Mario Cardinal

"The real voyage of discovery consists, not in seeking new landscapes, but in having new eyes" – Marcel Proust


Leave a comment

Down the stretch

In this blog post, I am presenting how we just started the final stretch that will lead to the first release of DayTickler.

I was fairly quiet in recent months regarding DayTickler. Some readers may question if we were still alive? Think again! Being silent is certainly not a sign that we drop DayTickler. It is rather the opposite. We work so hard that there is little time to feed this blog.

Since January, we completed adding synchronization between device’s calendar and DayTickler. This new feature allows a unified view of all your commitments into the Today list. We are very pleased with the end result.

DayTickler_calendar

Unfortunately, on some other aspects everything is not perfect.

These days we are doing a major refactoring. We are adding the ability to itemize a to-do with a work plan. This will allow to tick partial achievements (and thus get the benefit of viewing them in the Done list). For us here, we think that the world will be a better place if you feel satisfy about your day. Unfortunately, because we are not supporting correctly partial achievements, it is difficult to provide this feeling of satisfaction. This is a major discovering we did using the Beta version of DayTickler. For every little step of work, the product must reward users. Overall, we need to encourage each and every one to achieve what is important in their life whether it is a small or a large step.

I leave you on this. I still have to finalize the user experience to reach version 1. Completing these latest features is a long winding road. It takes time. Give us a few more months to fine tune everything and soon you will be able to download DayTickler from your favorite app store.


Leave a comment

The latest news about DayTickler

The last two months have been very busy. Our software, DayTickler, is beginning to take shape. The basic features that enable to list, schedule and tick tasks are completed. We finally finished fine tuning the user experience and we are very proud of the end result.

DayTickler

The next story we will begin this week is “As user, I want to sync device calendar inside Today list”.

In the coming weeks, we will expand the product to add personal workgroups. Since early this fall, we have made several prototypes of the workgroup functionality. Storyboarding is almost completed. As I indicated last October, the challenge is not only to team up with your close ones to achieve what is important in your day, but above all to enable asynchronous communication between workgroup members. I will be back soon with more information about this design challenge.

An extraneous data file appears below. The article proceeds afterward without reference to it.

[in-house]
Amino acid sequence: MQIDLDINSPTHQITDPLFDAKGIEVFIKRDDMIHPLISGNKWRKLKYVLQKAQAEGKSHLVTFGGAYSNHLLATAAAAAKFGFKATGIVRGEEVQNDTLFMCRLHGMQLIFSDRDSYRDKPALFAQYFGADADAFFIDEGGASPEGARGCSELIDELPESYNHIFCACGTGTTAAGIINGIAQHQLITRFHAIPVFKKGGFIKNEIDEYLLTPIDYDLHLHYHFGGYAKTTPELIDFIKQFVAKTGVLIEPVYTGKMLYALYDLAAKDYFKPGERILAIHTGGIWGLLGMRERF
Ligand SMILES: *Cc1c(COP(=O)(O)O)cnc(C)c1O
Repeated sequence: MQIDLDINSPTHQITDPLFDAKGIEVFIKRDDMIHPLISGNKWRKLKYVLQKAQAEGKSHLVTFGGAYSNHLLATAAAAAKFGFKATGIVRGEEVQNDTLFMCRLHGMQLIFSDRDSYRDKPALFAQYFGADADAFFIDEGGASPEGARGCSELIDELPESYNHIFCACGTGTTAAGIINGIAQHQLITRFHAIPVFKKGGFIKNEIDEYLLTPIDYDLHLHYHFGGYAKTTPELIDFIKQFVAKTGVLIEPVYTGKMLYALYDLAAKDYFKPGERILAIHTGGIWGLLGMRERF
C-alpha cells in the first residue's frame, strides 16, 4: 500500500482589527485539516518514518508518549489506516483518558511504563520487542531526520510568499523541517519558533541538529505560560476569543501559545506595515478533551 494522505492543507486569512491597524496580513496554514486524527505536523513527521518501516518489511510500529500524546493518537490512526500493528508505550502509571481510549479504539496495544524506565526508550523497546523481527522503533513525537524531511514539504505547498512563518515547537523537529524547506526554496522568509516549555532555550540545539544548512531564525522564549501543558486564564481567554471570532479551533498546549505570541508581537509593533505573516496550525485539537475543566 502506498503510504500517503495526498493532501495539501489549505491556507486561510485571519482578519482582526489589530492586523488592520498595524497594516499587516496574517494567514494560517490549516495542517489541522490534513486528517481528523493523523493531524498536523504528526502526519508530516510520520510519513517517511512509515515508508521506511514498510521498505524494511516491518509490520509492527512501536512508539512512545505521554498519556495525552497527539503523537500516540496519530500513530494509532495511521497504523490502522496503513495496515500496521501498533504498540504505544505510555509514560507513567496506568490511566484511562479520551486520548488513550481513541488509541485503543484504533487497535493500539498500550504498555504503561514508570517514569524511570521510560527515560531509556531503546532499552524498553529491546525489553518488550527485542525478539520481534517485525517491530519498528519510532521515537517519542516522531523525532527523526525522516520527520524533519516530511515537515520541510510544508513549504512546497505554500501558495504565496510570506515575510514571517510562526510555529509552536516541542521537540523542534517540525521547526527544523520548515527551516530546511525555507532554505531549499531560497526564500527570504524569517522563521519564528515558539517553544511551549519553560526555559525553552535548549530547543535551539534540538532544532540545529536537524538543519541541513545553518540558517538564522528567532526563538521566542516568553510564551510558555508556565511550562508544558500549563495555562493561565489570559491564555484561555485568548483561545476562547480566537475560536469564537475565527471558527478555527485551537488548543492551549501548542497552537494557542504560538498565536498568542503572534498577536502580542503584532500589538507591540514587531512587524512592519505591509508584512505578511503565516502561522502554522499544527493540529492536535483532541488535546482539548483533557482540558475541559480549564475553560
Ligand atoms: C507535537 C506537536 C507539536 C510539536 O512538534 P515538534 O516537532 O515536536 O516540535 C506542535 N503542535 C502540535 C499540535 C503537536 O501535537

1 Comment

Daily Planning, Workgroup and Synchronous Communication

If you are planning your personal work, as you can easily do with DayTickler by committing and scheduling tasks in your “Today” schedule, you are not challenge by communication. You do not need to sync your brain with someone else to organize your daily schedule. As I explained in a previous post, the main challenge is to sync your brain with your gut.

The context is very different if you have to plan the daily schedules for a workgroup. Whereas personal planning is asynchronous – users scheduled tasks on their time and at their own pace – we expect group planning to be synchronous as it requires all parties to share information.

Meeting is the ultimate solution for synchronous communication. It is perfect for scheduling one on one conversation. Meetings are also perfect if you want to communicate a message from one person (the presenter) to many (the attendees).

meetings

However, as we have all experiment, meetings are very inefficient if you expect a many-to-many conversation and decision-making between all parties. Most decision-making is better left for asynchronous communication.

writingWriting is a proven solution for enabling asynchronous communication. Whereas meetings are synchronous – all parties must be present and engaged for the duration of the event – written communication allows the parties to address requests on their own time. It frees all the parties from the need to be “synced up.”

One of the strengths of DayTickler is that it allows to articulate your daily schedule in writing. In my next post, I will explain how we use this opportunity to add support for workgroups in DayTickler.


Leave a comment

Team up and achieve tasks with your personal workgroup

In this post, I present one of the most promising feature of DayTickler.

An important structural element of DayTickler is the daily list. It simplifies the challenge to pair your brain with your gut by providing a schedule for what needs to be done today. Separating your “Today” list from the master “To-do” list is a clear incentive for action.

I have long assumed that this was the most important feature of DayTickler. I changed my mind recently, as I just finalized prototyping a new feature that we call “personal workgroup”. This powerful feature enables users to tickle their family, friends and buddies to team up and complete tasks.

tickle-hand 

This is much more than simply list sharing. By relying on the daily schedule, everyone can easily follow workgroup progress.


Leave a comment

Building the product “right”

In this post, I am providing a progress status on the development of DayTickler.

As I wrote last June, the first version of DayTickler (the one that we will officially published in the app store) must be a lovable and marketable product.  Because we aim at validating if a product/market fit is obtained, we must avoid publishing a prototype.